The apology call started in social media after it was reported that he would be accorded civic felicitation in Janakpur. “If Prime Minister Modi really wants to restore India’s relations with Nepal to its potentials, he must apologize for India’s coercive diplomacy that resulted into five month long blockade at the Indo-Nepal border causing immense economic, political and psychological loss to Nepal,” tweeted Madhu Raman Acharya, a former diplomat recently.
We may demand it but do not “expect” PM Modi “to apologize for the Blockade his government inflicted on Nepal. But one hopes he does not use Nepal for his electoral and other domestic purposes during his upcoming visit. But I feel it is too much to ask, he being who he is,” responded Kanak Mani Dixit, the journalist and writer who strongly stood and consistently wrote against the blockade.
The blockade narrative has found space in political discourse again. When Oli was in India early April, Nepali Congress president Sher Bahadur Deuba called him a lampasarbaadi—someone who prostrated to India—and said that his version of nationalism was fake. One of the persistent themes of central committee meeting deliberations within Congress has been how the party failed to speak up against blockade. They ascribe their defeat in local, provincial and parliamentary elections of last year to inability to toughly respond to the blockade.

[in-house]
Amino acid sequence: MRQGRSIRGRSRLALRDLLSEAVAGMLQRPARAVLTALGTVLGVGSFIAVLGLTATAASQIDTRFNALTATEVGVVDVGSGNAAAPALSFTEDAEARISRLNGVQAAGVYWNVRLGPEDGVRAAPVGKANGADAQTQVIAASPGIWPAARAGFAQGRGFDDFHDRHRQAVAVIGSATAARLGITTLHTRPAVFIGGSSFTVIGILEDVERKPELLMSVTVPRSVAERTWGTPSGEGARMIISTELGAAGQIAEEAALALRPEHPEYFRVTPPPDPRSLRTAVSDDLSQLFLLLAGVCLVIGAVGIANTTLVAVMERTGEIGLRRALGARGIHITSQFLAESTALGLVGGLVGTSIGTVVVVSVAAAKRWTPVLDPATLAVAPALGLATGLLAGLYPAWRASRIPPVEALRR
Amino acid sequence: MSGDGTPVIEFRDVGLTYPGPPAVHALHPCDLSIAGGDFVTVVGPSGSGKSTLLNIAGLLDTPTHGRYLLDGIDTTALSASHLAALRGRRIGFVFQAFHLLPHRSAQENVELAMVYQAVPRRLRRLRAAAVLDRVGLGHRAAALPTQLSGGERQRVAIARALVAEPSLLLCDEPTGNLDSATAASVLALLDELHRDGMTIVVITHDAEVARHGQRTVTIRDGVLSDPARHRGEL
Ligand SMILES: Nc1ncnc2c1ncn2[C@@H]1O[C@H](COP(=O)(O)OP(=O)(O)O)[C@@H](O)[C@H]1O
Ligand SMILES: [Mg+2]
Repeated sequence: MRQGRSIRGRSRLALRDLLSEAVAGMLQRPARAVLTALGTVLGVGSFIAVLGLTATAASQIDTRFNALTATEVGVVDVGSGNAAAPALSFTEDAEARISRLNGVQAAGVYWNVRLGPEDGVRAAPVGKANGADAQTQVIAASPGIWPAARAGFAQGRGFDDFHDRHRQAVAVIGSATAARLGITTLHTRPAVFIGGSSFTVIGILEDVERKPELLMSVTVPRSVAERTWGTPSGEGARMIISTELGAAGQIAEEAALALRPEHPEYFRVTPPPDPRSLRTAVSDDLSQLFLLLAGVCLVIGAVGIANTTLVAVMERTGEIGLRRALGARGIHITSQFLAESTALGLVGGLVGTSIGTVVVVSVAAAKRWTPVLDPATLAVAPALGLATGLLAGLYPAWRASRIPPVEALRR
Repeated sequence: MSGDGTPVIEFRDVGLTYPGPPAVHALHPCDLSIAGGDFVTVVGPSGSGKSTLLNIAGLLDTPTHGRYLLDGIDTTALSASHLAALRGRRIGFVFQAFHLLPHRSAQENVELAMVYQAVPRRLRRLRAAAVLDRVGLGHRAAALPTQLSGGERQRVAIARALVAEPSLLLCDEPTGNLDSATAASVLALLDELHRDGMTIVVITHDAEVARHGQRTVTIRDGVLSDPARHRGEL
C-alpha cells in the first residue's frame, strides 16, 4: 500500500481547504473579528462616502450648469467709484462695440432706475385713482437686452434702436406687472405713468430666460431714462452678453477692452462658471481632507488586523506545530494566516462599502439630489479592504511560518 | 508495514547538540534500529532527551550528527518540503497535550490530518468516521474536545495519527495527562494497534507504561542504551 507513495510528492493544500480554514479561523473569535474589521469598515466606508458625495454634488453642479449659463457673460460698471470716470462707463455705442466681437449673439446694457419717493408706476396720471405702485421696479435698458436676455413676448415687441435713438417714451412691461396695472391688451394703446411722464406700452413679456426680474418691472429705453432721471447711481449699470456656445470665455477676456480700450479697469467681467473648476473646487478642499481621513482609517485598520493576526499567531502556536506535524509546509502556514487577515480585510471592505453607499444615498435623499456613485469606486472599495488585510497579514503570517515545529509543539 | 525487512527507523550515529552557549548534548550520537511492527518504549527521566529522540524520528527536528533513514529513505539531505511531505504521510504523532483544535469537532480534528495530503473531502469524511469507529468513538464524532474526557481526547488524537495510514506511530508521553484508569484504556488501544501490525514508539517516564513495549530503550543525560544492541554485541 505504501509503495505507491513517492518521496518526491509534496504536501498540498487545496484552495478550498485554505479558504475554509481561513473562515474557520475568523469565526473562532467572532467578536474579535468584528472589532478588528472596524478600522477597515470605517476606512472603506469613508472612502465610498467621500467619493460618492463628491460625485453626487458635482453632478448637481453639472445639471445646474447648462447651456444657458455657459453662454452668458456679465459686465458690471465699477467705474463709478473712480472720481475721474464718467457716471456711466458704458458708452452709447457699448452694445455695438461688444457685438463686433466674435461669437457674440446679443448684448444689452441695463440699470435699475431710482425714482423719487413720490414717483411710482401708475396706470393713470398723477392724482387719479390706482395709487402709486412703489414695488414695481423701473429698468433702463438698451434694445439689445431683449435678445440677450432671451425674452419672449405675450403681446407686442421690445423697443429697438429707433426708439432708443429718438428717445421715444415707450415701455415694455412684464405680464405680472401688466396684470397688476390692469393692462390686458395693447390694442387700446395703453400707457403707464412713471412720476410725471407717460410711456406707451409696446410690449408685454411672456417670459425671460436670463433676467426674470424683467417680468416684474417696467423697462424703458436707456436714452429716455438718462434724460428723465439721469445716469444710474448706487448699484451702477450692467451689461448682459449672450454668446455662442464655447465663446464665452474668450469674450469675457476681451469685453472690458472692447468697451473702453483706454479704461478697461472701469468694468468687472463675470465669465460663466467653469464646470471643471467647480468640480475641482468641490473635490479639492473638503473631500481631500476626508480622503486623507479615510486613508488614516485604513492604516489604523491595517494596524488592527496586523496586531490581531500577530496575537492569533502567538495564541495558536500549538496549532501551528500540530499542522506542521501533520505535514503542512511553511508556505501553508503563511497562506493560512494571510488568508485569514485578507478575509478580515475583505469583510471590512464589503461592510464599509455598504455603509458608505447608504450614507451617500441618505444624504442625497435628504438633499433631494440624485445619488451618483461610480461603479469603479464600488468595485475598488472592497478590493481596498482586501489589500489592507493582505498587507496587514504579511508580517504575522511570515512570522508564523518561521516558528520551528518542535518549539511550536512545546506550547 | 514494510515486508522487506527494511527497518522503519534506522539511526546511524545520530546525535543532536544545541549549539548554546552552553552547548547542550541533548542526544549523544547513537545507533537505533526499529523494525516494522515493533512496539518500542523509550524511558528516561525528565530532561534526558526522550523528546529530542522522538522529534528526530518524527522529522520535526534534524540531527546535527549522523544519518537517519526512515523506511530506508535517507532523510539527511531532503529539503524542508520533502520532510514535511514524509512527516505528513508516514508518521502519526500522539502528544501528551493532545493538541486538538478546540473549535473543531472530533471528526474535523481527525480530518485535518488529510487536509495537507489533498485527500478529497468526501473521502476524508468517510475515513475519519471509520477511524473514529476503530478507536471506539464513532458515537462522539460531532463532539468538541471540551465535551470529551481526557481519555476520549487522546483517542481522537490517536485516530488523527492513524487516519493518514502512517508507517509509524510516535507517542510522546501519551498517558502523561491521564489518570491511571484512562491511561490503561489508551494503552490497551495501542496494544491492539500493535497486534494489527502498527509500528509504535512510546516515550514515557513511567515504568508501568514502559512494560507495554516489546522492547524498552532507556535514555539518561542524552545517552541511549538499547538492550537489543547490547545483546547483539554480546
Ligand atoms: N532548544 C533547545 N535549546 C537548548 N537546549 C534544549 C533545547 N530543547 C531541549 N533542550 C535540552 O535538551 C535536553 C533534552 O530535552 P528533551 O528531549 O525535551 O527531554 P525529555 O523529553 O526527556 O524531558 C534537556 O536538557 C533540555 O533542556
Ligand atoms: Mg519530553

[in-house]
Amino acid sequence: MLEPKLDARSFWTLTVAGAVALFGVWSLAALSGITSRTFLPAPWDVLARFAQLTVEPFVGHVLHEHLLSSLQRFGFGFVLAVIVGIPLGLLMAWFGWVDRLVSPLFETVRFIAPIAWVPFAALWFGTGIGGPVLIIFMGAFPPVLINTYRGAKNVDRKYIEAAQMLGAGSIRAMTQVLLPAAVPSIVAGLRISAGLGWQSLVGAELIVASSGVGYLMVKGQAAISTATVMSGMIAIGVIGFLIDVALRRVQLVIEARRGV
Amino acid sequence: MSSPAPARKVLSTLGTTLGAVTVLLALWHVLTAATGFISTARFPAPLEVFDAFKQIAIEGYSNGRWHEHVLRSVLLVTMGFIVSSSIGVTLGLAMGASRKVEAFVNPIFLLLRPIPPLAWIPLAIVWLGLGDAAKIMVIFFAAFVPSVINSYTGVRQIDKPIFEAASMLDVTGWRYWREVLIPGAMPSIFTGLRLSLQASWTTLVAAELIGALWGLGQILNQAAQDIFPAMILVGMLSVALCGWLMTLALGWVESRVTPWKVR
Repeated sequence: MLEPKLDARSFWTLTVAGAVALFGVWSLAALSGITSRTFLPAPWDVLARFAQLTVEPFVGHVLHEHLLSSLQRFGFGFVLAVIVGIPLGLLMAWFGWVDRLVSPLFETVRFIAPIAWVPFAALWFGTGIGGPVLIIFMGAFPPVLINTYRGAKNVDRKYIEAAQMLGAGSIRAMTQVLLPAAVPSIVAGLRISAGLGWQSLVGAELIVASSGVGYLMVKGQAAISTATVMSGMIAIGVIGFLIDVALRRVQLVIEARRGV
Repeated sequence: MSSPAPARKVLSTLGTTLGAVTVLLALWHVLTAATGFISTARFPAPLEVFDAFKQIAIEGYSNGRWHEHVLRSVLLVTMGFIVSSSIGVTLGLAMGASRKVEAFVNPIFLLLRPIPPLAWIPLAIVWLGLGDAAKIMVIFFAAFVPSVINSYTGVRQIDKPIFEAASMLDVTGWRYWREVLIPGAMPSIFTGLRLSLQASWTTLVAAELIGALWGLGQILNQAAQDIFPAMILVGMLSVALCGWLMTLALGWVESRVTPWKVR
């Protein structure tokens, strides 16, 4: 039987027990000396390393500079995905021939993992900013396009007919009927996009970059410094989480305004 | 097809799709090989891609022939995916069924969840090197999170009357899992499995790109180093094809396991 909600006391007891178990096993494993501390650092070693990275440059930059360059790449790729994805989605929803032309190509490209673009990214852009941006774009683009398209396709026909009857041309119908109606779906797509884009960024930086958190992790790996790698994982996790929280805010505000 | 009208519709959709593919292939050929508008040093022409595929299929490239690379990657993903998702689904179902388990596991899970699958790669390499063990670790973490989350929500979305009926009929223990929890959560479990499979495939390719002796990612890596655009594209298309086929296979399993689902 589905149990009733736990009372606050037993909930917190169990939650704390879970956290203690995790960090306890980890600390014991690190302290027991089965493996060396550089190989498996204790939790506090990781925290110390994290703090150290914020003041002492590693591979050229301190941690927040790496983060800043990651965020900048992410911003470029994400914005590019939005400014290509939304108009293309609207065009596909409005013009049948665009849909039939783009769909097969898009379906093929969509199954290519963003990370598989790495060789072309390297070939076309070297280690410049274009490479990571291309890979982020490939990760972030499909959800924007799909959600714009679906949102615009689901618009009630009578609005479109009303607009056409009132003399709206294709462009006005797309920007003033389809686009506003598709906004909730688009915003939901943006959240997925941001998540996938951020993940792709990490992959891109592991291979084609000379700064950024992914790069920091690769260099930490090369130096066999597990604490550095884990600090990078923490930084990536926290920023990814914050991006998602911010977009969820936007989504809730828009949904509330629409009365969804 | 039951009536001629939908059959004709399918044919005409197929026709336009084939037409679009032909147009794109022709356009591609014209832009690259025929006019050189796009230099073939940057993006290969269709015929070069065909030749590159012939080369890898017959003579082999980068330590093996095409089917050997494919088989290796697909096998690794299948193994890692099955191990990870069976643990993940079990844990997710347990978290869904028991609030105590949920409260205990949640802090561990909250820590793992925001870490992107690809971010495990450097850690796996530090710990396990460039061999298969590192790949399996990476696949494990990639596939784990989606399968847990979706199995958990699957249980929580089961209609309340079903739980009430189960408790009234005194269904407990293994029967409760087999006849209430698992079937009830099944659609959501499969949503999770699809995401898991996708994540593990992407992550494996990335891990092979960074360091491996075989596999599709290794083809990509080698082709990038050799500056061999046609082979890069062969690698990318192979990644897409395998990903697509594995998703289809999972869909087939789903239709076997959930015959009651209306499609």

Setting new memories
I try to abstain from mentioning the blockade. “Don’t you have anything else to write about but the blockade?” some readers question when I do. Well-meaning Indians hang their heads low when blockade is mentioned in public forums. In private conversation, they share with Nepalis that they were never happy with India’s coercive blockade diplomacy and that it was the biggest blunder of Narendra Modi’s administration.
Indian people have regards for Nepalis and vice-versa. People-to-people relation between the two countries has always remained special and cordial.